I think that our ability to think critically is something we should nurture, and hold very dear to us. That said, I also realize that we need those breaks from critical thinking. I realize that much more than I probably portray in this post. But if you doubt me, I urge you to go back to the beginning, and read about my habits. They don't seem very critical to me; lying in bed, watching entertainment, procrastinating, etc. In fact, I am a major escapist. But I still do my best to be open minded. I always try to think about even casual things from new angles rather often. Because time and time again, I've noticed things that should've been obvious to me, but simply weren't, because I had never analyzed them in any kind of depth before, whatsoever.
As I mentioned earlier, this inevitably happens to all of us, because there is a limitation to the amount of information we can take in at once, at any given time. This means that we are forced to overlook an abudance of things. This is the very reason that a word such as "focus" needs to exist in the first place.
Of course, the shortcuts that concepts and labels grant us aren't the only things that cause us to ignore critical thinking (apparently, it is something we like to do quite a lot, as a species). One of the things in this world that scares me the most, is herd mentality. If we are actively, or even passively taking part in any kind of congregation, we tend to accept things with much less effort, than we would were we alone. This is true for large groups. Take faith for example. I'm sure I don't even need to explain what I'm referencing here, so I think I'll take myself a little shortcut.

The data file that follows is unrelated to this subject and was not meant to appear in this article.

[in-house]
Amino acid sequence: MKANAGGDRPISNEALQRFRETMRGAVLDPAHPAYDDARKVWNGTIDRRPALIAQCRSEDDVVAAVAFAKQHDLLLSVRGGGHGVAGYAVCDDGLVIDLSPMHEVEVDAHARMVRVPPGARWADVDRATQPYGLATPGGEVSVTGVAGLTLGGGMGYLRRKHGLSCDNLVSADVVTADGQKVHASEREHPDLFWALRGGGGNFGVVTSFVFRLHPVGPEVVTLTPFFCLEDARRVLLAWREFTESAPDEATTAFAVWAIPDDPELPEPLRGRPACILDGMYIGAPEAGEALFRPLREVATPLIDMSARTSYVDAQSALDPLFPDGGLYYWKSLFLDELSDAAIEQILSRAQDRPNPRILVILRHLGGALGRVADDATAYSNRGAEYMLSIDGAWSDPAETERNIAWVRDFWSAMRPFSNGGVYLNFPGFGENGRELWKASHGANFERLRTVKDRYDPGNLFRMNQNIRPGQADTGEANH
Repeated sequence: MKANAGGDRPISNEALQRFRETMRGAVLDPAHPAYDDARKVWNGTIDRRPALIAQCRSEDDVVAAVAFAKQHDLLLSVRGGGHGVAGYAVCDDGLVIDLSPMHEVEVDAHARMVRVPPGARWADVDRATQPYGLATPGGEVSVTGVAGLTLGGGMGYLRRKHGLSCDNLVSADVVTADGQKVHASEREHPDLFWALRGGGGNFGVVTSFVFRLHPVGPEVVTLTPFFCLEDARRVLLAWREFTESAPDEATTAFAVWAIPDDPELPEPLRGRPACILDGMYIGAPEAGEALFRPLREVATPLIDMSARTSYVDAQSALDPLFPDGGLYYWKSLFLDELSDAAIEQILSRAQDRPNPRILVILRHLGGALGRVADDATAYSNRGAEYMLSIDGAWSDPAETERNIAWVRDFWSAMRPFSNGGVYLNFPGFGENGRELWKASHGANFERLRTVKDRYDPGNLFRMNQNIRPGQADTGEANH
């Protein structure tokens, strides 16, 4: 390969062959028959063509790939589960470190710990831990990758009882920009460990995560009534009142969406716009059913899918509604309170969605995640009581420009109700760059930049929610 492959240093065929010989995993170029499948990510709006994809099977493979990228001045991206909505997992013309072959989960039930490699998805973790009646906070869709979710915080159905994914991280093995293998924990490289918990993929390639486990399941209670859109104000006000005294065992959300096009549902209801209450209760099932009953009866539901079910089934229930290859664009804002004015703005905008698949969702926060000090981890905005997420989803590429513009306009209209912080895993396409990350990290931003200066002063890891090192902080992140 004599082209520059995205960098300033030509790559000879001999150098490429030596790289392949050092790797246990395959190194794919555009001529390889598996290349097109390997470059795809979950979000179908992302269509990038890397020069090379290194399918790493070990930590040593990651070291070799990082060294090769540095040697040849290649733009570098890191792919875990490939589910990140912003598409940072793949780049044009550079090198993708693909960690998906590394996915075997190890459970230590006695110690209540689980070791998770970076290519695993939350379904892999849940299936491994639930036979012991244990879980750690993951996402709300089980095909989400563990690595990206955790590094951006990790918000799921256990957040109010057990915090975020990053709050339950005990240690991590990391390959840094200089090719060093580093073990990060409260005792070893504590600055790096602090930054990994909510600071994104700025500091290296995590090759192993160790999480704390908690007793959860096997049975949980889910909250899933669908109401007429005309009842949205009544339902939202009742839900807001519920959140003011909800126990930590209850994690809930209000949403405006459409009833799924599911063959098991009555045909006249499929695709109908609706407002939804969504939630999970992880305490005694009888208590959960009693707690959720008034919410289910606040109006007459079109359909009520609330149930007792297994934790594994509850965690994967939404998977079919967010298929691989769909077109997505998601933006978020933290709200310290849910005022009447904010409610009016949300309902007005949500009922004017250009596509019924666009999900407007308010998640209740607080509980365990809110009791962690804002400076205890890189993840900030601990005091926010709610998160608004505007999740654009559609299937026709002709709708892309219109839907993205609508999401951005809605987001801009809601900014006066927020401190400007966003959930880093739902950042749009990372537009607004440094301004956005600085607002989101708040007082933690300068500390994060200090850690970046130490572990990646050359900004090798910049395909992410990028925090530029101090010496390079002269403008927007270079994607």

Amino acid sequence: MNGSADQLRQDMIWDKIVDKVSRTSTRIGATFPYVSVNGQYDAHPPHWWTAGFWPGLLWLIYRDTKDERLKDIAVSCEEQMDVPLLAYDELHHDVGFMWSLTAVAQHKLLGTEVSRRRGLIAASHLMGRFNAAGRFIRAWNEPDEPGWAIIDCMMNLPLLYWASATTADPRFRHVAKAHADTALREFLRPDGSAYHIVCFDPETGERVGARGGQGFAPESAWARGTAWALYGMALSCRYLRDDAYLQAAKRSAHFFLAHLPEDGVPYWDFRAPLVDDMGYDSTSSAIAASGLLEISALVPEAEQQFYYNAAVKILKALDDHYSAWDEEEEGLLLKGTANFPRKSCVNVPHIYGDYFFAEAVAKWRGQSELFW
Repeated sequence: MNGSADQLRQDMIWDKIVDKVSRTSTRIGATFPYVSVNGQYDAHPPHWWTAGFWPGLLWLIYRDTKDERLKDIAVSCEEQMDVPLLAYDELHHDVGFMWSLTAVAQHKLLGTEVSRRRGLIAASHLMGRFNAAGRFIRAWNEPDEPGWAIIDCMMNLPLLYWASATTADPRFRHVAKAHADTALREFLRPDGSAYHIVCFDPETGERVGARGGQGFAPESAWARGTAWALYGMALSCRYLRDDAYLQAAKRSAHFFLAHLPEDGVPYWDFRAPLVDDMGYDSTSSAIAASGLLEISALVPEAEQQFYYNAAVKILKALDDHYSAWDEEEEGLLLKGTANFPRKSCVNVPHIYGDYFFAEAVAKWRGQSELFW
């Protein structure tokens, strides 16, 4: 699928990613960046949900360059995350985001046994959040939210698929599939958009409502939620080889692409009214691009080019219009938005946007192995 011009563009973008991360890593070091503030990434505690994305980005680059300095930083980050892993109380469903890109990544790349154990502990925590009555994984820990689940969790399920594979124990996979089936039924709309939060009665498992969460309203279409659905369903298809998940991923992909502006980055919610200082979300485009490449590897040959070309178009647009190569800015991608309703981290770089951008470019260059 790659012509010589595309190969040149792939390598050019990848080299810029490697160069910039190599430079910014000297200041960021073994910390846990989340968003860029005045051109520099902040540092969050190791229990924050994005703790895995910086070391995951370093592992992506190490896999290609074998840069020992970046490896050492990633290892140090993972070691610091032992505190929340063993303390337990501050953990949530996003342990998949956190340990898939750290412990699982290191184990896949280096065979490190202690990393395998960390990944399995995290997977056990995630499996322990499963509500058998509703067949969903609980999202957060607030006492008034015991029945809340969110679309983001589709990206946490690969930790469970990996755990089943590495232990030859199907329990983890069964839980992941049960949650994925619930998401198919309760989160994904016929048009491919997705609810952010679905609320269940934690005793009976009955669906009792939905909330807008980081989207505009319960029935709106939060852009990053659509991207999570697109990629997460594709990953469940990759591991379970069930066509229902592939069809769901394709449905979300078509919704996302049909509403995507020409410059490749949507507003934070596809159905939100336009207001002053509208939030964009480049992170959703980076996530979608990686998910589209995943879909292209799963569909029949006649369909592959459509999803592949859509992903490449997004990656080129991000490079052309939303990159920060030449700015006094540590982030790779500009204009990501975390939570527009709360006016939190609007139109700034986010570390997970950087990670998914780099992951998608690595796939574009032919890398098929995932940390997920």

As another and even more scary example, we can take political movements such as the national socialists, a.k.a. nazis.
Now, this kind of mob mentality may take on much more innocent forms, and it exists in smaller followings as well. Take a group of friends. I bet that most of them will have several "inside jokes" which will only make sense to them (and I see as a beautiful thing). As a counterpart though, there are things that will likely be said or done in that group which one member would never think of doing himself/herself. Imagine five friends, who are sober (except for on... Herd mentality), but one of them gets the brilliant idea to walk on the ice during a time at which it is actually dangerously thin. Chances are, no one will object to said masterplan, and they all end up drowning. This is a rather innocent, yet very real scenario that can take place because we abandon our critical thinking. Chances are that any single individual (take note of the particularly subtle Valentine's Day joke) wouldn't dare to break the ice, without the push of said friend. Not even that friend would do it of his own accord.
You get what I'm saying. Now lets combine the two, and we are like to get hate speech. A large group of people, assigning labels to themselves, as well as to other people. The "us against them/the world" mentality. Easy example: "We are united in Christ, as Christians, and we hate the Homosexuals, because they are evil."
Of course, there aren't many people who actually talk like that, and I actually used the label "Christian", and automatically made use of a negative association (homophobia) for my example. You can see how this phenomenon goes full circle.
What goes around, comes around, as they say. Which is quite fitting, as we were talking about habits earlier. I don't consider myself to be a very structured person, but even so, my habits are unmistakably clear to me. I try not to associate myself with too many groups either; no particular political party, no religion, and so on. But I too, am part of many, many groups. Whether I want to or not. And don't get me wrong. Many good things can come from togetherness too; I don't shun it with every bone in by body. But as an extroverted introvert (label spotted!*), I tend to prefer smaller groups, with people I know and trust.
*Lest we forget, labels are indeed useful much of the time.